Aren’t they all the same?
Everyone together, yet not;
everybody wanting in, or out?
Can to wait be an active verb
when it’s so crushingly passive?
Is it more like to be or to scream?
Some waiting to be taken, others for them
to be sprung so they can hightail it.
Anticipation’s braised to incarceration.
Televisions you can’t turn off.
Magazines you can’t read.
Germy toys in the Kiddie Korner.
At the vet’s the schnauzer whimpers,
getting a big whiff of euthanasia.
In the dentist’s you worry what they’ll find.
At the lawyer’s it’s the price of time
plus the sadness of settlements and her
joke sign: How Much Justice Can You Afford?
The DMV’s all waiting room, all the time.
In the Social Security Office nothing gets
cleared up and sugared children test limits.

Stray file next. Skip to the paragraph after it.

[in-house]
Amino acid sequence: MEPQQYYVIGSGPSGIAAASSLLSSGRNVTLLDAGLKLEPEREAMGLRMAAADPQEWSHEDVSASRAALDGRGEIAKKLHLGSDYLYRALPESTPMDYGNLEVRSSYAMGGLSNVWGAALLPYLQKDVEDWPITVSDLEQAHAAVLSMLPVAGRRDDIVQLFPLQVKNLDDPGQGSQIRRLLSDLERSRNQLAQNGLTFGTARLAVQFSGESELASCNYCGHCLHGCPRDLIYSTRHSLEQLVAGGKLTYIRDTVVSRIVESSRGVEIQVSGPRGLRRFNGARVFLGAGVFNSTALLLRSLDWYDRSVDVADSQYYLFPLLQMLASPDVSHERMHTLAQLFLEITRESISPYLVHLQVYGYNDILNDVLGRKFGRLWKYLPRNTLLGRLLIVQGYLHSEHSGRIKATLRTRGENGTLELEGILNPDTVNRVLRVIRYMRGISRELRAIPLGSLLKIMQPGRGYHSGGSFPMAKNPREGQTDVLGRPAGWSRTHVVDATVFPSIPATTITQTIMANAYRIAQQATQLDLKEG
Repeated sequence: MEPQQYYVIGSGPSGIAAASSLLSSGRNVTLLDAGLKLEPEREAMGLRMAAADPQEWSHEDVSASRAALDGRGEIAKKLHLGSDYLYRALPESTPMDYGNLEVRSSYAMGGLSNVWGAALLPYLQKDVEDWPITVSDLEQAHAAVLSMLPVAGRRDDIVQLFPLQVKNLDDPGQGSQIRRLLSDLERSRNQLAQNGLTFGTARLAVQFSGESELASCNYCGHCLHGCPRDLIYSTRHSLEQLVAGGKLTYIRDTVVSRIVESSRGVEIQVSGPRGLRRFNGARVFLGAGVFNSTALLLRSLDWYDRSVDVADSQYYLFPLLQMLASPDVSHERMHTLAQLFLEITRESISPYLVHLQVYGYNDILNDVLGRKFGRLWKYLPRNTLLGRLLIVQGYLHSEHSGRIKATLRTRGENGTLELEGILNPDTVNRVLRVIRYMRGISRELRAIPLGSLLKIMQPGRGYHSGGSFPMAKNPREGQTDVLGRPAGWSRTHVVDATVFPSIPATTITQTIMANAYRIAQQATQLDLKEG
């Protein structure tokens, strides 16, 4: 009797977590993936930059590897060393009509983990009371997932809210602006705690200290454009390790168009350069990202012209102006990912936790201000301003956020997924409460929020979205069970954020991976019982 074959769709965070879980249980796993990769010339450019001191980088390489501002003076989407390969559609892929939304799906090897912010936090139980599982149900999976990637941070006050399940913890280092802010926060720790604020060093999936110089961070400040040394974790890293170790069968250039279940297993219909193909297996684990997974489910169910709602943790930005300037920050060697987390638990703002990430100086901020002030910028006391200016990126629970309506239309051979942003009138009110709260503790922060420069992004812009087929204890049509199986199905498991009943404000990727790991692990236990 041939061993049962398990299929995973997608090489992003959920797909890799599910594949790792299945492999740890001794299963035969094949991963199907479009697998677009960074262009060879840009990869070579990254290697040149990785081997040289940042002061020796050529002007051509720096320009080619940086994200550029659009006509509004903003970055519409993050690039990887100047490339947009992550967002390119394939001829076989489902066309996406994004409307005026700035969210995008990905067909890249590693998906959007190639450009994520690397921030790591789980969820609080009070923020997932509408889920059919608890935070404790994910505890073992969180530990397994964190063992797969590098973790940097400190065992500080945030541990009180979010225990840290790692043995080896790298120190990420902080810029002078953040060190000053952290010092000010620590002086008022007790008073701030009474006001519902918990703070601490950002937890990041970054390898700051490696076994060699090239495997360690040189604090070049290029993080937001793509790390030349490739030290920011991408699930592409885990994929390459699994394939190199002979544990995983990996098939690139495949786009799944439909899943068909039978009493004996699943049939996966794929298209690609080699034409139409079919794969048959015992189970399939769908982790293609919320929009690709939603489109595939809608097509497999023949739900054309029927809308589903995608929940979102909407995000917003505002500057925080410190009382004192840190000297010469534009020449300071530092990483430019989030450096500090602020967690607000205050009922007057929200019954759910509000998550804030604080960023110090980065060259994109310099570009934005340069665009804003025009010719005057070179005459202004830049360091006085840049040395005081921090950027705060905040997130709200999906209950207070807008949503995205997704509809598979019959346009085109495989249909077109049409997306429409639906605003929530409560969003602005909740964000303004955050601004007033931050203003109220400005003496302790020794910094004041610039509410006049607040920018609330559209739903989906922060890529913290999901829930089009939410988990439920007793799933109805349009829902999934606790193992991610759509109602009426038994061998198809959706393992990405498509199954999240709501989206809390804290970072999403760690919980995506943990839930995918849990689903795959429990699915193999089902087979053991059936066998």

Waiting for the principal, the loan officer,
the auto repairman, the HR hatchet,
the end of the endoscopy, the biopsy result.
After four hours of bearing witness even
the Emergency Room traumas turn routine.
Waiting for help, waiting for the bad news.
Walls with corporate art, models sprawled across
Harleys, misty landscapes that never soothe,
all the horrid, hard, but matching chairs,
the empty water coolers, coffeemakers
on the fritz, the impregnable receptionists,
the psychiatrists’ overthought décor
and the still air, thickened by anxiety,
rotting into rancid ennui where life feels
suspended but could be in the balance.
Dante thought up a vestibule neither in nor out
of Hell, a space set apart for those who
lose their intellect’s good, who take no sides,
earning no infamy and meriting no praise.
Beside these, eternally stranded in that infernal
salla d’attesa, even a sinner might feel proud.
by Robert Wexelblatt
Editor’s Note: Just when you think this poem can’t find another example of interminable waiting, it does. The form functions as a sort of waiting room, too—tercets of time, not quite stretching into Hell.